Is Prickly Pear Cactus Effective for Hangover?

Gayle Nicholas Scott, PharmD


March 11, 2014


Is prickly pear cactus effective for hangover?

Response from Gayle Nicholas Scott, PharmD
Assistant Professor, Eastern Virginia Medical School, Norfolk, Virginia; Clinical Pharmacist, Chesapeake Regional Medical Center, Chesapeake, Virginia

Hangover: A Centuries-Old Scourge

Veisalgia (from the Norwegian kveis, "uneasiness following debauchery,"and the Greek algia, "pain") is a medical term recognized by few, but a condition familiar to many.[1] Better known as "alcohol hangover," veisalgia affects more than 75% of alcohol consumers at least once.[2] Counterintuitively, light to moderate drinkers experience hangover more commonly than heavier drinkers.[1] About 23% of alcohol consumers seem to be resistant to hangover.[3]

Hangover has been described for millennia, with Old Testament references to the consequences of "strong drink."[1] Despite the prevalence of hangover and its long history, hangover has generated little scientific interest. Volumes have been written about treatment of alcohol withdrawal, which is distinguished from hangover by prolonged vs a single session of alcohol consumption, slower onset and longer duration of symptoms, symptoms that can include hallucinations and seizures, and classification as a disease.

Hangover is far more common than alcoholism or alcohol withdrawal. As a self-limiting condition preventable by moderating alcohol intake, hangover may be viewed as physiologic retribution for indiscretion -- that is, paying the price for inadequate self-control.[4] Despite morning-after vows of "I'll never drink that much again," hangover has never been shown to discourage future excessive alcohol consumption.[5]

The Effects of Hangover

The effect of alcohol hangover extends beyond the symptoms experienced by the overindulgent. Although the number of days of work missed due to a medically certified illness appears to be higher in abstainers, former drinkers, and current heavy drinkers,[6,7] hangover symptoms are a source of absenteeism, reduced productivity, inefficient job performance, and poor academic accomplishment, as well as inhibited ability to drive a car, operate machinery, or perform other potentially dangerous tasks.[8]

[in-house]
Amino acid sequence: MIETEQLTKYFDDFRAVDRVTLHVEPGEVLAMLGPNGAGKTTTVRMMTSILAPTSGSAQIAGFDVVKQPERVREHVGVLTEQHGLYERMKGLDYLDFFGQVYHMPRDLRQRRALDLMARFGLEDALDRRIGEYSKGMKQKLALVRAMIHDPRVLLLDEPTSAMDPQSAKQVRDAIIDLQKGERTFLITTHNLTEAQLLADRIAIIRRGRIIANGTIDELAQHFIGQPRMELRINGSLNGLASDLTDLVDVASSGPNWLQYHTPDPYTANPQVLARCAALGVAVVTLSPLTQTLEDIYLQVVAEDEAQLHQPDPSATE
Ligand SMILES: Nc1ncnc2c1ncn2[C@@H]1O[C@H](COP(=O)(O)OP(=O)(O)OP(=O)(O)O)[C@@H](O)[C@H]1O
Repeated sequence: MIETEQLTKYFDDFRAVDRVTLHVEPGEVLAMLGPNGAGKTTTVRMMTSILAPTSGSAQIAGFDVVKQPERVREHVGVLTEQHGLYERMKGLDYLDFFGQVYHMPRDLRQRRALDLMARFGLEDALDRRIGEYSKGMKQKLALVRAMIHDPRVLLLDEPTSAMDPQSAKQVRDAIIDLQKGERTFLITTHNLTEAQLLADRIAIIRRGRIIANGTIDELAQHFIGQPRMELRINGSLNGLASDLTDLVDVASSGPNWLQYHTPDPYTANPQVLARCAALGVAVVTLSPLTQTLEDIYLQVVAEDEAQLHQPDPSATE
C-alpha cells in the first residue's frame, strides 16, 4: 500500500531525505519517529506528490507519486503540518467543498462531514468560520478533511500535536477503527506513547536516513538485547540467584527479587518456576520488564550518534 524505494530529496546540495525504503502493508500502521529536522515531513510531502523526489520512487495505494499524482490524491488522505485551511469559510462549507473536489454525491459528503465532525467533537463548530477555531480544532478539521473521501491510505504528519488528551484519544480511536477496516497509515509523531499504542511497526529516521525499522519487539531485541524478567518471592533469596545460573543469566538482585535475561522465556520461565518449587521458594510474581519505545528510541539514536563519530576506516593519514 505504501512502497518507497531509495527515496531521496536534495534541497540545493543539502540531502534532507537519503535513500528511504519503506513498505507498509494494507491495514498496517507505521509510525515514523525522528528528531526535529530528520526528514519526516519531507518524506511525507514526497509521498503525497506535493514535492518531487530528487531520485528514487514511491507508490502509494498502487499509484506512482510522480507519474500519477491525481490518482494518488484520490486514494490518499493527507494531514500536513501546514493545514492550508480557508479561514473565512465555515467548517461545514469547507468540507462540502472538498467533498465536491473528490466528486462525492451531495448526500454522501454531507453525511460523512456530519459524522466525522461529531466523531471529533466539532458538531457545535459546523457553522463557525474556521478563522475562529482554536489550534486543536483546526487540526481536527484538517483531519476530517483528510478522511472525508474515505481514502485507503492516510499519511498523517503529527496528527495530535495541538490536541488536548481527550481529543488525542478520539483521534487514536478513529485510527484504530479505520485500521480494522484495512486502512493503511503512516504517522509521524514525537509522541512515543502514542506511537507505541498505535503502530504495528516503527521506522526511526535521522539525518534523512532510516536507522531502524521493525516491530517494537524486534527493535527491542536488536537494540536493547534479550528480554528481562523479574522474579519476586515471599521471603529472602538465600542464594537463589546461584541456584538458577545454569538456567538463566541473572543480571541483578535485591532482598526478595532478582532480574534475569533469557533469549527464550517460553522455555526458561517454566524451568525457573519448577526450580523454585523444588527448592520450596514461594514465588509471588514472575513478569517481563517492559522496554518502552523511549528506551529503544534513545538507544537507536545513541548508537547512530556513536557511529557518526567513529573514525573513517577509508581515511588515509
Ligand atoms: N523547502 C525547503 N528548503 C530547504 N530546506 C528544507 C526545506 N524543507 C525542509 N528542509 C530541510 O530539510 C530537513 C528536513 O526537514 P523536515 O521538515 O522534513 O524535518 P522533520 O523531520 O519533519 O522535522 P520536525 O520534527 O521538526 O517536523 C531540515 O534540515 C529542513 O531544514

The cognitive effects of hangover are comparable to those of intoxication. In fact, in some tasks, impairment as indicated by delayed recognition and reaction time is greater with hangover than with intoxication. Performance the morning after alcohol intoxication can remain at the same level as, or even be worse, than performance at the legal limit for driving. Impairment caused by acute excessive alcohol consumption lasts well beyond the hours that alcohol is detectable in the breath.[9,10]

How Much Alcohol Causes a Hangover?

Hangover generally requires a peak blood alcohol concentration (BAC) of at least 0.10%, equivalent to 5 or 6 drinks for an 80-kg man and 3-5 drinks for a 60-kg woman (compared with 0.08% BAC as the legal limit for driving under the influence). Larger alcohol doses cause more severe symptoms; however, hangover is not exclusively dose-related.[1,8] Many other factors, including age [11]; sex[12]; type of alcohol ingested (eg, whiskey vs vodka)[9]; genetics; personality; health status; and associated behaviors, such as smoking, illicit drug use, sleep quality and duration, and activities (eg, dancing), may contribute to the severity of hangover.[13]

Alcoholic beverages naturally contain compounds called congeners that are contained in grains, grape skins, or the casks used in beverage-making; other congeners may be contained in ingredients added for flavor. Ethanol contains no congeners and can produce hangover, but beverages with congeners (brandy, red wine, rum, whiskey, white wine, gin, vodka, and beer, in decreasing order of congener content) produce more severe hangover symptoms.[9,14]

Symptoms of hangover, in decreasing order of frequency, include fatigue, thirst, drowsiness, headache, dry mouth, nausea, weakness, difficulty concentrating, and reduced alertness. Of note, hangover symptoms are most severe when the BAC is at or near zero.[13]

Theories about the etiology of hangover include toxic alcohol metabolites, such as acetaldehyde; congeners; endocrine effects that might play a role in dehydration; and immune system changes. The only factors that have scientific support for contribution to hangover presence and severity are congeners, blood acetaldehyde concentration, and immune factors. Other factors may be present, but do not seem to correlate with the severity of alcohol hangover.

The role of inflammatory factors is supported by increased production of interleukin-10 in response to proinflammatory cytokine production and increased blood levels of C-reactive protein (CRP), a marker of inflammation.[13,15] This theory is supported by a small study demonstrating the effectiveness of the prostaglandin inhibitor tolfenamic acid (unavailable in the United States) for hangover symptoms.[16]